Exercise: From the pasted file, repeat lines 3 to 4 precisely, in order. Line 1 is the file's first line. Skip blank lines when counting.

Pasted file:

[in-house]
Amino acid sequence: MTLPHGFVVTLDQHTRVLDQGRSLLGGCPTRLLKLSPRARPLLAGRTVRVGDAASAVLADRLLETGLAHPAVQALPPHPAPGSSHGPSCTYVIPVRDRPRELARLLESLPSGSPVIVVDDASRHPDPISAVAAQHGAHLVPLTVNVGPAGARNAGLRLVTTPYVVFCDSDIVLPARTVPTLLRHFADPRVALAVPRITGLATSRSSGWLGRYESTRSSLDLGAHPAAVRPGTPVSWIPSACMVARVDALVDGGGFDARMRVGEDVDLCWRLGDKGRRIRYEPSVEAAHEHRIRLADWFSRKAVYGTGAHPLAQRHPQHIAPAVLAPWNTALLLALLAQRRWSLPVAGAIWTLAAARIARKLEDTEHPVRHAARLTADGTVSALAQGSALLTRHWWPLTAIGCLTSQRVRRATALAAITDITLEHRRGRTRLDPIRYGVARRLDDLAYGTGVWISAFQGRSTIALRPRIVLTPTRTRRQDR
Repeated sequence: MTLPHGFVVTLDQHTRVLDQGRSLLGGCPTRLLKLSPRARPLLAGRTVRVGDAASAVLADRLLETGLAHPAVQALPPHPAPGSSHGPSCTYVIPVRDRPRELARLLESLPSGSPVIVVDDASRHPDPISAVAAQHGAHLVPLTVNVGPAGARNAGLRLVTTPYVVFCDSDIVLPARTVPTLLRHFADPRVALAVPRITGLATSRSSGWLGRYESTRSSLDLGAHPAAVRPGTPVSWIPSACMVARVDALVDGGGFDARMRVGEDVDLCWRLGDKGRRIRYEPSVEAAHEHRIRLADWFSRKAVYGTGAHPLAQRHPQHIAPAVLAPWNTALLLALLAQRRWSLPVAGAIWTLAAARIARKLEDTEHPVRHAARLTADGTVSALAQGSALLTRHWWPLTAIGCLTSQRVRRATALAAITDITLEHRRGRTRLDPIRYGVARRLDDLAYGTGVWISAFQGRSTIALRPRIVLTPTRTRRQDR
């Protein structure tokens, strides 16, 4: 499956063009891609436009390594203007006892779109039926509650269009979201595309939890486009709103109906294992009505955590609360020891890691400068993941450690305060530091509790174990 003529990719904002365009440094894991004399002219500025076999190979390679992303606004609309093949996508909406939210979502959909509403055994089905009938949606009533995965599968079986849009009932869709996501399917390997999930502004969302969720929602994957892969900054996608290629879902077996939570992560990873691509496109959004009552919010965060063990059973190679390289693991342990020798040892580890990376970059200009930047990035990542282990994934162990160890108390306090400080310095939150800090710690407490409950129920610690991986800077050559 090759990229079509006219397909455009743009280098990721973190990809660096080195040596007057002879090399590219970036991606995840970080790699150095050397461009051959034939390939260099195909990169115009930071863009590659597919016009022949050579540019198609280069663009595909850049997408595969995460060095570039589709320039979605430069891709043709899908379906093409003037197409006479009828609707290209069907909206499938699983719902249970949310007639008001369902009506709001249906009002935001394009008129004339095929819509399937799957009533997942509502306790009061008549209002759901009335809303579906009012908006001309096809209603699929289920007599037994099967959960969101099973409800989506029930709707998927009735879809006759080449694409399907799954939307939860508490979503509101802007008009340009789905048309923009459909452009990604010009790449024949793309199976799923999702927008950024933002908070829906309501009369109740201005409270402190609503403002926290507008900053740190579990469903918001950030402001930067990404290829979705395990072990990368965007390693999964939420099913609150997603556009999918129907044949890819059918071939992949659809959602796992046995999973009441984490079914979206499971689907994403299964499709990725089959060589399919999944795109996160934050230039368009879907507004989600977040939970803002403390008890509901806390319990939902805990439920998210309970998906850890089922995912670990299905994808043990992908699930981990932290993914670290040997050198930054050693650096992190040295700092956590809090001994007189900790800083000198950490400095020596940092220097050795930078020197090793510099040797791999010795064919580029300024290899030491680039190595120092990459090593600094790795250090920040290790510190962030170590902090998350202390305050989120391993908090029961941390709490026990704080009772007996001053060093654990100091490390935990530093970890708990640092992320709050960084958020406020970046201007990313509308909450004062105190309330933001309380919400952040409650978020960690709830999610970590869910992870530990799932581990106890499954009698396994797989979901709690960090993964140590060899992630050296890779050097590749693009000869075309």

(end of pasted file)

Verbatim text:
Repeated sequence: MTLPHGFVVTLDQHTRVLDQGRSLLGGCPTRLLKLSPRARPLLAGRTVRVGDAASAVLADRLLETGLAHPAVQALPPHPAPGSSHGPSCTYVIPVRDRPRELARLLESLPSGSPVIVVDDASRHPDPISAVAAQHGAHLVPLTVNVGPAGARNAGLRLVTTPYVVFCDSDIVLPARTVPTLLRHFADPRVALAVPRITGLATSRSSGWLGRYESTRSSLDLGAHPAAVRPGTPVSWIPSACMVARVDALVDGGGFDARMRVGEDVDLCWRLGDKGRRIRYEPSVEAAHEHRIRLADWFSRKAVYGTGAHPLAQRHPQHIAPAVLAPWNTALLLALLAQRRWSLPVAGAIWTLAAARIARKLEDTEHPVRHAARLTADGTVSALAQGSALLTRHWWPLTAIGCLTSQRVRRATALAAITDITLEHRRGRTRLDPIRYGVARRLDDLAYGTGVWISAFQGRSTIALRPRIVLTPTRTRRQDR
């Protein structure tokens, strides 16, 4: 499956063009891609436009390594203007006892779109039926509650269009979201595309939890486009709103109906294992009505955590609360020891890691400068993941450690305060530091509790174990 003529990719904002365009440094894991004399002219500025076999190979390679992303606004609309093949996508909406939210979502959909509403055994089905009938949606009533995965599968079986849009009932869709996501399917390997999930502004969302969720929602994957892969900054996608290629879902077996939570992560990873691509496109959004009552919010965060063990059973190679390289693991342990020798040892580890990376970059200009930047990035990542282990994934162990160890108390306090400080310095939150800090710690407490409950129920610690991986800077050559 090759990229079509006219397909455009743009280098990721973190990809660096080195040596007057002879090399590219970036991606995840970080790699150095050397461009051959034939390939260099195909990169115009930071863009590659597919016009022949050579540019198609280069663009595909850049997408595969995460060095570039589709320039979605430069891709043709899908379906093409003037197409006479009828609707290209069907909206499938699983719902249970949310007639008001369902009506709001249906009002935001394009008129004339095929819509399937799957009533997942509502306790009061008549209002759901009335809303579906009012908006001309096809209603699929289920007599037994099967959960969101099973409800989506029930709707998927009735879809006759080449694409399907799954939307939860508490979503509101802007008009340009789905048309923009459909452009990604010009790449024949793309199976799923999702927008950024933002908070829906309501009369109740201005409270402190609503403002926290507008900053740190579990469903918001950030402001930067990404290829979705395990072990990368965007390693999964939420099913609150997603556009999918129907044949890819059918071939992949659809959602796992046995999973009441984490079914979206499971689907994403299964499709990725089959060589399919999944795109996160934050230039368009879907507004989600977040939970803002403390008890509901806390319990939902805990439920998210309970998906850890089922995912670990299905994808043990992908699930981990932290993914670290040997050198930054050693650096992190040295700092956590809090001994007189900790800083000198950490400095020596940092220097050795930078020197090793510099040797791999010795064919580029300024290899030491680039190595120092990459090593600094790795250090920040290790510190962030170590902090998350202390305050989120391993908090029961941390709490026990704080009772007996001053060093654990100091490390935990530093970890708990640092992320709050960084958020406020970046201007990313509308909450004062105190309330933001309380919400952040409650978020960690709830999610970590869910992870530990799932581990106890499954009698396994797989979901709690960090993964140590060899992630050296890779050097590749693009000869075309």